At every stage of life, we depend on gifts flowing to our needs, on mutual giving and receiving, on trust in each other and in Life itself.
Every day, whether we acknowledge it or not, we practice the functional trust that our needs will be responded to by Life. We fill our lungs with air that was produced millions of years ago. It is one of the few gifts from Nature not yet commodified. We paid no money for it. No one earns the right to breathe. Air is not withheld from us when we mess up or offered as a reward for good behavior. Air is given to us because we exist on this planet. With every inhale, we functionally trust Life to give to us the air we need to continue living.
And yet by the time we are adults, most of us, in most of the world, don’t experience trust in Life. What happens to us, individually, that leads us to lose this trust we were born with? What happened to us, collectively and over the generations, to bring us to such massive loss of trust in Life that we are now destroying it?
For 97% of our existence as humans, evolving over a few million years, our ancestors retained their trust in Life and in each other into adulthood. Whole societies were built on a foundation of trust that there is enough for everyone, that life will give us what we need and that we will take care of each other.
In The Chalice and The Blade, Riane Eisler presents compelling archeological evidence that the societies that existed in Neolithic Europe were based on this maternal egalitarian principle. About 7,000 years ago, around Mesopotamia and the Eurasian Steppes, multiple groups simultaneously shifted from trust to trying to control the flow of resources. We don't definitively know what happened, but there is some evidence that the Black Sea, previously a lake, rapidly became connected to the Mediterranean. The resulting flooding was immense, possibly the source for Biblical stories. The trauma from this natural disaster was more than could be collectively processed and may have caused their initial loss of trust in Life.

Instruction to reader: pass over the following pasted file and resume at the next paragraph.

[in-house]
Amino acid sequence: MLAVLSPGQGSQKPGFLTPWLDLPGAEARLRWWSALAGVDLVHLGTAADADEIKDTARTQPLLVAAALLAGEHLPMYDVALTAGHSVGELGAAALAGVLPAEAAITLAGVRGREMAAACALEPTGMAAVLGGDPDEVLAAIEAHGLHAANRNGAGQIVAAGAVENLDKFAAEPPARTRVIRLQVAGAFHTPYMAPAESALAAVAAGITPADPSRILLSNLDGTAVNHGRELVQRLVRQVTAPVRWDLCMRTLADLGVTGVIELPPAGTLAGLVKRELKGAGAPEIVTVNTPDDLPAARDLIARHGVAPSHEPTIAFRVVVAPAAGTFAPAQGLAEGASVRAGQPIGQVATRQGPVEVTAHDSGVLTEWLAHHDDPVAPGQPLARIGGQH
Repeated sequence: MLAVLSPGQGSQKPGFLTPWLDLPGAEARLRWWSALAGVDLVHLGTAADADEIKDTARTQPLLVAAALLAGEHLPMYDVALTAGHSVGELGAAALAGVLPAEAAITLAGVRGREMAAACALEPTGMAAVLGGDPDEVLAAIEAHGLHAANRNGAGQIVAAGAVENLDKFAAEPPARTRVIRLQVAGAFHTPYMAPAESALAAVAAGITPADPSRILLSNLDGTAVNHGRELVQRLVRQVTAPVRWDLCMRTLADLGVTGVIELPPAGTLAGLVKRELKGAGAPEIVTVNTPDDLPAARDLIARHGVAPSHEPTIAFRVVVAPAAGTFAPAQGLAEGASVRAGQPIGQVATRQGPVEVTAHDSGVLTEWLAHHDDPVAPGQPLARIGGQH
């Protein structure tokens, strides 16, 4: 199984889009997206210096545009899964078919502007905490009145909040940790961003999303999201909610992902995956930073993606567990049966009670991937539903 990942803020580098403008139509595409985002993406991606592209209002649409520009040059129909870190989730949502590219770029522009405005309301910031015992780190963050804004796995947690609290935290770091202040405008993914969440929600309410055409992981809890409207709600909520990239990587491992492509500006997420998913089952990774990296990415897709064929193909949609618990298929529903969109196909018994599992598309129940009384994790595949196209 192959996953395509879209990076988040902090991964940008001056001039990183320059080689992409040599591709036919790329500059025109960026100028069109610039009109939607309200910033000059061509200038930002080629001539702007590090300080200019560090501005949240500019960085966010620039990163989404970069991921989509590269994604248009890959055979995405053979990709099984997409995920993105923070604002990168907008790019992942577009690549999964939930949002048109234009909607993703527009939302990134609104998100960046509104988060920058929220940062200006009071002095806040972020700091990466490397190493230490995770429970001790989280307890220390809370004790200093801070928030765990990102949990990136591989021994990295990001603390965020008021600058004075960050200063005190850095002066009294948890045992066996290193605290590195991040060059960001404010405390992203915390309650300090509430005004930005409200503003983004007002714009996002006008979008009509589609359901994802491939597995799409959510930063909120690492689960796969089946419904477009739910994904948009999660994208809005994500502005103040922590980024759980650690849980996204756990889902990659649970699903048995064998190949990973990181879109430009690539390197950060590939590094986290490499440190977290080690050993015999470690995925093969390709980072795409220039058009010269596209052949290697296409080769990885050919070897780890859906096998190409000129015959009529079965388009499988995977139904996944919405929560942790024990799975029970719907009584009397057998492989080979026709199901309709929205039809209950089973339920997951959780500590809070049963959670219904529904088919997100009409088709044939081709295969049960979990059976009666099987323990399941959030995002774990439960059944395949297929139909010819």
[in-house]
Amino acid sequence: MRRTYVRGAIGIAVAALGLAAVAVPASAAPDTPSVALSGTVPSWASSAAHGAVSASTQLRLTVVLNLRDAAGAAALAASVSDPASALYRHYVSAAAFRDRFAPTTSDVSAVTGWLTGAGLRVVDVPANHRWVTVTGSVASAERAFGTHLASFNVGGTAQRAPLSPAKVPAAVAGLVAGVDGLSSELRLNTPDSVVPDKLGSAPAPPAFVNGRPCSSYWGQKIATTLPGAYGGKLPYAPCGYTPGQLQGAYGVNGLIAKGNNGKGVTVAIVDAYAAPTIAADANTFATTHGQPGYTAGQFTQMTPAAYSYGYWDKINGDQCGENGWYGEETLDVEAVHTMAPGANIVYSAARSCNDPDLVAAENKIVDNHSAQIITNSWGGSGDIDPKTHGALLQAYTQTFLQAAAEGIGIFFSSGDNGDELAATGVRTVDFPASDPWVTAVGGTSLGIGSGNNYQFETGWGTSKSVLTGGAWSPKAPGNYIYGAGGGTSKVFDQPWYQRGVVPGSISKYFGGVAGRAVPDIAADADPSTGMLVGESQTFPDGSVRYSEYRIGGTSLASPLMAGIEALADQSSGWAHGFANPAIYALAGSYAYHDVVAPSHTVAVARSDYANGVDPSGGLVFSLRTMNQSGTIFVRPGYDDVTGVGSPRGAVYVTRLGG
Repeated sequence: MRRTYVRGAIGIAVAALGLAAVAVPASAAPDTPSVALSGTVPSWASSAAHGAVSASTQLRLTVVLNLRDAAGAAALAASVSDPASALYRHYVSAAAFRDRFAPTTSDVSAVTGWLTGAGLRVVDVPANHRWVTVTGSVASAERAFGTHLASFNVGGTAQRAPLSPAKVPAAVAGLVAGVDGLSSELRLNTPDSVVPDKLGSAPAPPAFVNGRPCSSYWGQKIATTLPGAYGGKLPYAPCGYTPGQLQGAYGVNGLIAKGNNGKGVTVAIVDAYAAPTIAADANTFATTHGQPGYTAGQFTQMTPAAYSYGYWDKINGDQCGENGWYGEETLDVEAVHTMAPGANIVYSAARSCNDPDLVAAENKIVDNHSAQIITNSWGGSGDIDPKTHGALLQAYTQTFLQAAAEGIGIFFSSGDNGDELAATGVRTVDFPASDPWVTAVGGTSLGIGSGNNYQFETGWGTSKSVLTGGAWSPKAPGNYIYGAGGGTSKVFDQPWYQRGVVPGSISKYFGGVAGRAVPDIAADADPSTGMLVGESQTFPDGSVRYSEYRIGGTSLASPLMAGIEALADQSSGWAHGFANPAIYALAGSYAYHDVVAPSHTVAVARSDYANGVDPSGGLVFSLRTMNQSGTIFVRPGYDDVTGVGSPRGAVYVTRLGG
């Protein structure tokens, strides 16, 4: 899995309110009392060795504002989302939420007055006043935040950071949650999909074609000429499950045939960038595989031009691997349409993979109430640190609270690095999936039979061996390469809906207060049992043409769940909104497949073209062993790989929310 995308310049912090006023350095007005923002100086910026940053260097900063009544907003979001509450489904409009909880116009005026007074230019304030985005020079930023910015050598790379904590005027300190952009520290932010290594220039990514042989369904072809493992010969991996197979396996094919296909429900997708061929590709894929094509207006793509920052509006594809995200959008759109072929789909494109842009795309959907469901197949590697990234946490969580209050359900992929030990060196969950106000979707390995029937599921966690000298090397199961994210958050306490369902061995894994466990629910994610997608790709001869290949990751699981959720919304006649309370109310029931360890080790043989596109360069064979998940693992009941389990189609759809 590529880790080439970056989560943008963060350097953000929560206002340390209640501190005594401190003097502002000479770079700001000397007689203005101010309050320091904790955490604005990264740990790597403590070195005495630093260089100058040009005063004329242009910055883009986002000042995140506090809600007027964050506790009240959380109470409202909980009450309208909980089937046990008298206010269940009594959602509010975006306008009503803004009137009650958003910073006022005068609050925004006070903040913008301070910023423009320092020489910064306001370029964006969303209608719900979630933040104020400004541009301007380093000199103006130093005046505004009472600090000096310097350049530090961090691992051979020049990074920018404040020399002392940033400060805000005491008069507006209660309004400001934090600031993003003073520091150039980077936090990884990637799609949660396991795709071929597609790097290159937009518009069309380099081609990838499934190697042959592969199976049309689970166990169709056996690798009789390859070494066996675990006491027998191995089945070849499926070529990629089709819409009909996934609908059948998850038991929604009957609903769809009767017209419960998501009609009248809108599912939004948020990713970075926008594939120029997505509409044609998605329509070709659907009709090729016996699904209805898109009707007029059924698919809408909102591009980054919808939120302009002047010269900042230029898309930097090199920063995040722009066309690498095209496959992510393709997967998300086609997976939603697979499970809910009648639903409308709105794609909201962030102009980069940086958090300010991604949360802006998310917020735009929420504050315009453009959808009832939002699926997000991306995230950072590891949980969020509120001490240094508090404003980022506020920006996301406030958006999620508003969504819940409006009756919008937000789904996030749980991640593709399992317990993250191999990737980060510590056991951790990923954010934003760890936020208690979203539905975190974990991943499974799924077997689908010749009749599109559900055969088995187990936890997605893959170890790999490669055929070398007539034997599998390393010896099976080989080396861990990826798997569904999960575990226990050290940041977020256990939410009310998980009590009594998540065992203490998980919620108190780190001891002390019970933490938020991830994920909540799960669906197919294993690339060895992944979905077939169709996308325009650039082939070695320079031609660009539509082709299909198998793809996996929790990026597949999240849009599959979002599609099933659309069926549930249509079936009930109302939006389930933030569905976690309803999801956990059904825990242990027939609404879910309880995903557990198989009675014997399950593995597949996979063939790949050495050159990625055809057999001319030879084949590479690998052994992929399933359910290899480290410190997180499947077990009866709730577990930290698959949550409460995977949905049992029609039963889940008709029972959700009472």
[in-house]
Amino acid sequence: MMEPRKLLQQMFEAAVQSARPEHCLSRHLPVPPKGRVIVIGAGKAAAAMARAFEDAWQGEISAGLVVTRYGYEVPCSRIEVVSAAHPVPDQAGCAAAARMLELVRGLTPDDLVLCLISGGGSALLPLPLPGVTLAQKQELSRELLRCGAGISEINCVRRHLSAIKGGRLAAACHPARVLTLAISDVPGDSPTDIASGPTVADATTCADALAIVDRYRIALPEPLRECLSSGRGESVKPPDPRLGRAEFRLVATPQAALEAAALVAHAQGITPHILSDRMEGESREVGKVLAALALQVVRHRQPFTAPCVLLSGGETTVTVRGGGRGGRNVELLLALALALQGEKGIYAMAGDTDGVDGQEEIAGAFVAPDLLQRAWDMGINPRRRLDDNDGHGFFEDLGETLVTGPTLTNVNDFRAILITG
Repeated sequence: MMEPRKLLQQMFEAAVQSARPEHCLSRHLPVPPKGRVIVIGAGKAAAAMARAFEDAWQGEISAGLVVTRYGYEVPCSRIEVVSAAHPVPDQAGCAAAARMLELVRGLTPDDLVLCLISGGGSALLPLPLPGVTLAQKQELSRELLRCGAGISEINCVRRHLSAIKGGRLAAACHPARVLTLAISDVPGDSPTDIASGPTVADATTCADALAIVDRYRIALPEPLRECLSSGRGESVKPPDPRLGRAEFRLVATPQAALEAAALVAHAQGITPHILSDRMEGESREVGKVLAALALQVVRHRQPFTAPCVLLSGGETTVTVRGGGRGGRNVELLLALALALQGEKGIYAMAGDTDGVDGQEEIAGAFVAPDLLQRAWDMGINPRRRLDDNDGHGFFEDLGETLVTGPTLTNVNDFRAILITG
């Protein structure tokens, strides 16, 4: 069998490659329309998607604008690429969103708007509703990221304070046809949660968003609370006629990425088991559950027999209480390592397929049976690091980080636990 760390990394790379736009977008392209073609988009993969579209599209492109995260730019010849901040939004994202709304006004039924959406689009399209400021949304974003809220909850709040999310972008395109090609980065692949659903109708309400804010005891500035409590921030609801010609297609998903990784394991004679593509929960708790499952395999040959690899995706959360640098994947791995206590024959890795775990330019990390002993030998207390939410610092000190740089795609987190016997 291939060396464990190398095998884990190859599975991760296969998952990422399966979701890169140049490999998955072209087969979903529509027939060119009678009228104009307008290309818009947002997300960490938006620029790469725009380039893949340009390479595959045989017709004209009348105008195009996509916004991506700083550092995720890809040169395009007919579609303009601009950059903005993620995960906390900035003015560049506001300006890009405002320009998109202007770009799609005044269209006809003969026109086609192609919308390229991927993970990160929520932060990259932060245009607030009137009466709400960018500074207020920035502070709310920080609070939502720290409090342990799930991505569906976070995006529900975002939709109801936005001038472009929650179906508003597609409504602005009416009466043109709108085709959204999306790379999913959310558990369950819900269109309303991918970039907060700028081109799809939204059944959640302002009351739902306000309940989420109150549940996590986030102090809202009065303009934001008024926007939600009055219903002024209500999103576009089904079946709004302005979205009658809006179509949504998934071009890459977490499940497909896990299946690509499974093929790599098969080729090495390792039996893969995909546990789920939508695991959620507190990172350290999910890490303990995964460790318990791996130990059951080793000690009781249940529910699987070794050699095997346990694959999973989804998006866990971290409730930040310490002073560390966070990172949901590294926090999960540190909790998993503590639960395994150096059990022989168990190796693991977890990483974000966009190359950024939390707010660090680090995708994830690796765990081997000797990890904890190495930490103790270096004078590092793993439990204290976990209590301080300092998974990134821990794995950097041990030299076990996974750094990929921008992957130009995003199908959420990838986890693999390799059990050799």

As documented by Marija Gimbutas, these groups turned to war and invasions to control life. These invasions likely became the initial “loss-of-trust-trauma” for the attacked groups and they, in turn, repeated the shift to attempted control. This cycle continued and intensified through the establishment of empires, followed by capitalism, which relied on multiple, intersecting forms of oppression to be established and self-perpetuate.